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R11 23 1 Tips for coping with stress by SEBuk0


                            GRADE 11 LESSON 23

   Tips for coping with stress
   Coping with stress is easier when you identify your stress triggers, manage your time
   well, and take steps to curb school burnout.
   Prolonged or excessive stress can become overwhelming and reduce your ability to
   cope with even the smallest unexpected event. Sometimes school combined with
   other activities begin to take a toll. Stress can result in severe psychological and
   physical problems. High stress levels have been linked to depression, anxiety,
   cardiovascular disease, musculoskeletal problems, an impaired immune system and
   cancer. You may be coping with real stress for the first time in your life, therefore, it’s
   important to develop a healthy way to deal with it.

   The following tips may help reduce your stress.

   1. Identify your stress triggers
     Situations and events that are distressing for most people might not bother you in the least,
     but other events may really bother you or you may become stressed after dealing with the
     same problem over time when no end seems in sight. The first step in dealing with stress is
     identifying your particular stress triggers. Is it the little surprises or the big drains that cause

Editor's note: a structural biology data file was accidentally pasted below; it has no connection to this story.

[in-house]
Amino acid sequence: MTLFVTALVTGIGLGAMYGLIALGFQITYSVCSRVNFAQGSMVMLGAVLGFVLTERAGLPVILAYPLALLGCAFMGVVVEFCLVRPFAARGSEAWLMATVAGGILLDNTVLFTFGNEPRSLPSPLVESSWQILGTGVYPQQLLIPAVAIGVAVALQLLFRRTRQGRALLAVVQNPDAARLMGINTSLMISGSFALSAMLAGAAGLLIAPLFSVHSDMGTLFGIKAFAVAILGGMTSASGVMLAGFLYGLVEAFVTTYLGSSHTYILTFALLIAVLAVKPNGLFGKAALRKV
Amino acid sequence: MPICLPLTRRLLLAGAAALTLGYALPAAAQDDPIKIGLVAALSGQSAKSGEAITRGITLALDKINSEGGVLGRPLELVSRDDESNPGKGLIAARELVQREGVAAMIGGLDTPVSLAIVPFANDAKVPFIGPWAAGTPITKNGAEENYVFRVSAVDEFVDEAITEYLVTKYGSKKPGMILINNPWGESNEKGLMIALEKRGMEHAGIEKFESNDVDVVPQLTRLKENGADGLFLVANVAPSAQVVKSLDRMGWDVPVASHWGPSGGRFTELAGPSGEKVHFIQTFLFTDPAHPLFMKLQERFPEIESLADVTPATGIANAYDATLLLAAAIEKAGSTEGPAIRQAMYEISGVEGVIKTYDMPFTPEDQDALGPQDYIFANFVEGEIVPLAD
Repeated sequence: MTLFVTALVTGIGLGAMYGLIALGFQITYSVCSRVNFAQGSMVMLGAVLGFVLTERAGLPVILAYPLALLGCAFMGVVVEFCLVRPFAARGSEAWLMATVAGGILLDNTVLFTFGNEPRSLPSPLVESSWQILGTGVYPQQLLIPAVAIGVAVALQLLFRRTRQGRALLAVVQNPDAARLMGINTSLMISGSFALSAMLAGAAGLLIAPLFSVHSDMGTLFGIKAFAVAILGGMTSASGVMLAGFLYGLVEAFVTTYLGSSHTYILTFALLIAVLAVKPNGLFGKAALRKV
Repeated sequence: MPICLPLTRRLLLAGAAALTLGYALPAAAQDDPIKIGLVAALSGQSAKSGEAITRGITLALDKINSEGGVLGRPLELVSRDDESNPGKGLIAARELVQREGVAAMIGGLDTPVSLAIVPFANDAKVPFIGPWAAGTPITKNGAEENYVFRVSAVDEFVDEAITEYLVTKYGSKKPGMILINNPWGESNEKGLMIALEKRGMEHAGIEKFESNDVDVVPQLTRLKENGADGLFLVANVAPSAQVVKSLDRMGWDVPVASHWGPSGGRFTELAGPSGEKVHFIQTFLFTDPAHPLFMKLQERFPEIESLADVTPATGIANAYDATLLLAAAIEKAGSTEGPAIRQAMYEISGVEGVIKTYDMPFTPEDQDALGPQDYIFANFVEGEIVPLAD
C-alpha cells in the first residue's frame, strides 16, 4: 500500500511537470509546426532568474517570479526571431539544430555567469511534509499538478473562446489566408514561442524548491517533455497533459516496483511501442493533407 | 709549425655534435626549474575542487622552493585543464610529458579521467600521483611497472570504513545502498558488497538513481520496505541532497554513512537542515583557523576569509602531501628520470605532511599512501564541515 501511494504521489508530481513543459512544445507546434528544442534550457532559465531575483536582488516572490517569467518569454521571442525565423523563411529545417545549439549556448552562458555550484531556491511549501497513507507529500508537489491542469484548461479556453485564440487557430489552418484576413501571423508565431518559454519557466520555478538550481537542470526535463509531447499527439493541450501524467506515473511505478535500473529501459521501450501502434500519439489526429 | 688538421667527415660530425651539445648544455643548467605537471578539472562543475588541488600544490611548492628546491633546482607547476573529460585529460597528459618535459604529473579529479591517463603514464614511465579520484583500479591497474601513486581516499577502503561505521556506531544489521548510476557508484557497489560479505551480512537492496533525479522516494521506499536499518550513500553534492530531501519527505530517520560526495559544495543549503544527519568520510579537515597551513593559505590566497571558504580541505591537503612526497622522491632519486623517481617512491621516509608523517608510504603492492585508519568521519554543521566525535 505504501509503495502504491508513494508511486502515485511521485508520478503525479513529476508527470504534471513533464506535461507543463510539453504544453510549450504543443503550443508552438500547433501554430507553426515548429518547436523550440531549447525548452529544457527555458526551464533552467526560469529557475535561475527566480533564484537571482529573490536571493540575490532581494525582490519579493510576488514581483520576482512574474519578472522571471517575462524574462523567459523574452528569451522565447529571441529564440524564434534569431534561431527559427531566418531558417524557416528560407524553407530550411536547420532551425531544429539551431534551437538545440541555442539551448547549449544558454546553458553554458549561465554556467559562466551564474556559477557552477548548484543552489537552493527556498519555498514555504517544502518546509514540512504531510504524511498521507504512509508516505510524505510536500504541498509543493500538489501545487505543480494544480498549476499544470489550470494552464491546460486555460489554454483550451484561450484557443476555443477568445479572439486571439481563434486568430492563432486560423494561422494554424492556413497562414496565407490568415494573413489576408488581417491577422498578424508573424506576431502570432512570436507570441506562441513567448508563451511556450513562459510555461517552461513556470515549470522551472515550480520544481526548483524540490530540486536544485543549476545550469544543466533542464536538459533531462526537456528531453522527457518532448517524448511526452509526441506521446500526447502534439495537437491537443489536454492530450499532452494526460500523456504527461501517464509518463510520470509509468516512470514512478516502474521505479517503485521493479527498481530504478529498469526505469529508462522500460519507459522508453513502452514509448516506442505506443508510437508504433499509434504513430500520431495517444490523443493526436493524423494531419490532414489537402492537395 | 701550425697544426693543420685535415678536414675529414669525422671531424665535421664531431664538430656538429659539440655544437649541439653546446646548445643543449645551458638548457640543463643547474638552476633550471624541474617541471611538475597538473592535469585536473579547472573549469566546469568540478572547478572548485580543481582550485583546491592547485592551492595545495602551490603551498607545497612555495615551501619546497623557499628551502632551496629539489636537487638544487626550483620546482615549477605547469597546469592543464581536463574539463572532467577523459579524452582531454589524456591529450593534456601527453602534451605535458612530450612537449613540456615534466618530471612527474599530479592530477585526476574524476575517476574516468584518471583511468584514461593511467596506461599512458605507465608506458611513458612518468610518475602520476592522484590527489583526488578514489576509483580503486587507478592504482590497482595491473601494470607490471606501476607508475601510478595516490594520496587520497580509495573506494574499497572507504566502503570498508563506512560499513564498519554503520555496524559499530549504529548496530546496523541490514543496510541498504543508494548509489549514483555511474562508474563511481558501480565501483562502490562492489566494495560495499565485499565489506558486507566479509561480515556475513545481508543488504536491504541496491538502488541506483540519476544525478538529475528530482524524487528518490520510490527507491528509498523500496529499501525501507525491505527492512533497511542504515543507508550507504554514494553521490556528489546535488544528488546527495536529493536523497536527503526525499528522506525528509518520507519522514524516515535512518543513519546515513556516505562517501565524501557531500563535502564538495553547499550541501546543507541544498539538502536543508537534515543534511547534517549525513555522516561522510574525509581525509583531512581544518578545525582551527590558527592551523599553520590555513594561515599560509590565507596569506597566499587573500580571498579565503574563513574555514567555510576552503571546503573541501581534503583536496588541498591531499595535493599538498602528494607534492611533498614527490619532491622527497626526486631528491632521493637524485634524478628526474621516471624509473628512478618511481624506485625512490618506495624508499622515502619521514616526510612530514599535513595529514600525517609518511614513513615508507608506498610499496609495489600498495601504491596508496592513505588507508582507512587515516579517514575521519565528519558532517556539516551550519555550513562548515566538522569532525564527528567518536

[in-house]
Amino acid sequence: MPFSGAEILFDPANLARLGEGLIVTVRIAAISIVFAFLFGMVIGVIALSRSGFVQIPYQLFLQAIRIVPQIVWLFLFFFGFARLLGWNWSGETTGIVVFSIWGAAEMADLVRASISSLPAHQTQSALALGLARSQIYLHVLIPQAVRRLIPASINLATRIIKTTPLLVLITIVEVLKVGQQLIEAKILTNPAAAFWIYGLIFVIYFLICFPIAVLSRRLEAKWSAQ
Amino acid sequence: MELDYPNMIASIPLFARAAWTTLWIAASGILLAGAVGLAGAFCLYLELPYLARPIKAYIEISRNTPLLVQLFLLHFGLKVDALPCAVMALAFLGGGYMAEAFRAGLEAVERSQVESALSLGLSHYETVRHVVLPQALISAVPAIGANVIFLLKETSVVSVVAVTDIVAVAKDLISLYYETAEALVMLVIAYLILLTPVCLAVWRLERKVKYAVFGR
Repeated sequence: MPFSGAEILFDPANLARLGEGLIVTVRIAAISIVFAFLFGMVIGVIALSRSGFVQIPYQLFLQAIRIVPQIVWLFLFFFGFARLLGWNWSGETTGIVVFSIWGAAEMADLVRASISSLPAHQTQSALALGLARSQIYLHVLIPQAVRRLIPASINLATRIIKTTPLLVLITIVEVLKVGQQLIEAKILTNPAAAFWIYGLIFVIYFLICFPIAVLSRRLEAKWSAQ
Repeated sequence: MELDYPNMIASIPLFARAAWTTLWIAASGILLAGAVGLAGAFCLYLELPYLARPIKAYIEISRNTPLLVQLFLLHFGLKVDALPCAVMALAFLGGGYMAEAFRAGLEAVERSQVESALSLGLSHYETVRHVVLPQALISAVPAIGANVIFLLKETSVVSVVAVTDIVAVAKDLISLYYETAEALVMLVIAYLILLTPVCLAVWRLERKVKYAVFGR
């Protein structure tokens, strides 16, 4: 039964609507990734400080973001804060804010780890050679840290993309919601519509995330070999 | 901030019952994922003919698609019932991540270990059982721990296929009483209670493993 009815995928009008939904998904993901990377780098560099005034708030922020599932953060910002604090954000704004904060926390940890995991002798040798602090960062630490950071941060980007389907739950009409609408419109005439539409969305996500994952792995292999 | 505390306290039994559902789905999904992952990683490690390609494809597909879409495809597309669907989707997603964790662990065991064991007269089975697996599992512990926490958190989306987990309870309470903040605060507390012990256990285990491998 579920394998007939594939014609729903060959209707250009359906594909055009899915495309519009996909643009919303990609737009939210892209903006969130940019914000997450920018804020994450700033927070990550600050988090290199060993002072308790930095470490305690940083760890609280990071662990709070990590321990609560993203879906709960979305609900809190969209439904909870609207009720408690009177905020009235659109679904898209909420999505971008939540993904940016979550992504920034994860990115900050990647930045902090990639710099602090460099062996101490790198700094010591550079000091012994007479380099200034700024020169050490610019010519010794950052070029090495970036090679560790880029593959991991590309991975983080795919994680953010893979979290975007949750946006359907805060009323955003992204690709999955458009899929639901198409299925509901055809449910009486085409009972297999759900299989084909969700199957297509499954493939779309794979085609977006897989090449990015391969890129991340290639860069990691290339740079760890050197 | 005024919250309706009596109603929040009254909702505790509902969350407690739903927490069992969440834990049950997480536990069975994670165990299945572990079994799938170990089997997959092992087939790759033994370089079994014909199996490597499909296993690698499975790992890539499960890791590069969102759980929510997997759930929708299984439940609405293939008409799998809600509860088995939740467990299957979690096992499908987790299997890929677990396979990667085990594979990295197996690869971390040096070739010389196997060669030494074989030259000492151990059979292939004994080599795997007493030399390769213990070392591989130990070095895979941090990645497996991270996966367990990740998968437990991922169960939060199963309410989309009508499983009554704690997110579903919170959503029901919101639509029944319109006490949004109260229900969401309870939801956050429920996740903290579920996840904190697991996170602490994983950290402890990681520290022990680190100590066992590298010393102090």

you the most problems?

   2. Identify the factors causing you stress
         Keep a stress journal. For one week, note which events and situations cause a
          negative physical, mental or emotional response. Record the day and time. Give a brief
          description of the situation. Where were you? Who was involved? What seemed to
          cause the stress? Also, describe your reaction. What were your physical symptoms?
          How did you feel? What did you say or do? Finally, on a scale of 1 (not very intense) to
          5 (very intense), rate the intensity of your stress.
         Make a list of all the demands on your time and energy for one week. Some
          examples may include homework, studying for tests, your part-time job, volunteer
          work, after-school activities, internet chatting, household chores, hobbies, caring for a
          sick relative, etc. Then, on a scale of 1 (not very intense) to 5 (very intense), rate the
          intensity of stress that each demand causes.

   3. Make a list of all your time-wasters.                  Are there things that you can give up?
        Log all your activities for a week.
   4. Prioritize your activities.            What activities, events are essential? What can you
        give up? Make a prioritized list of essential activities.
   5.   Give up time-wasters and non-essential activities. As high school
        becomes more demanding and you get closer to graduation, you may have to eliminate
        some activities, at least temporarily to get through hard times.
        6. Practice using problem-solving techniques for your heavy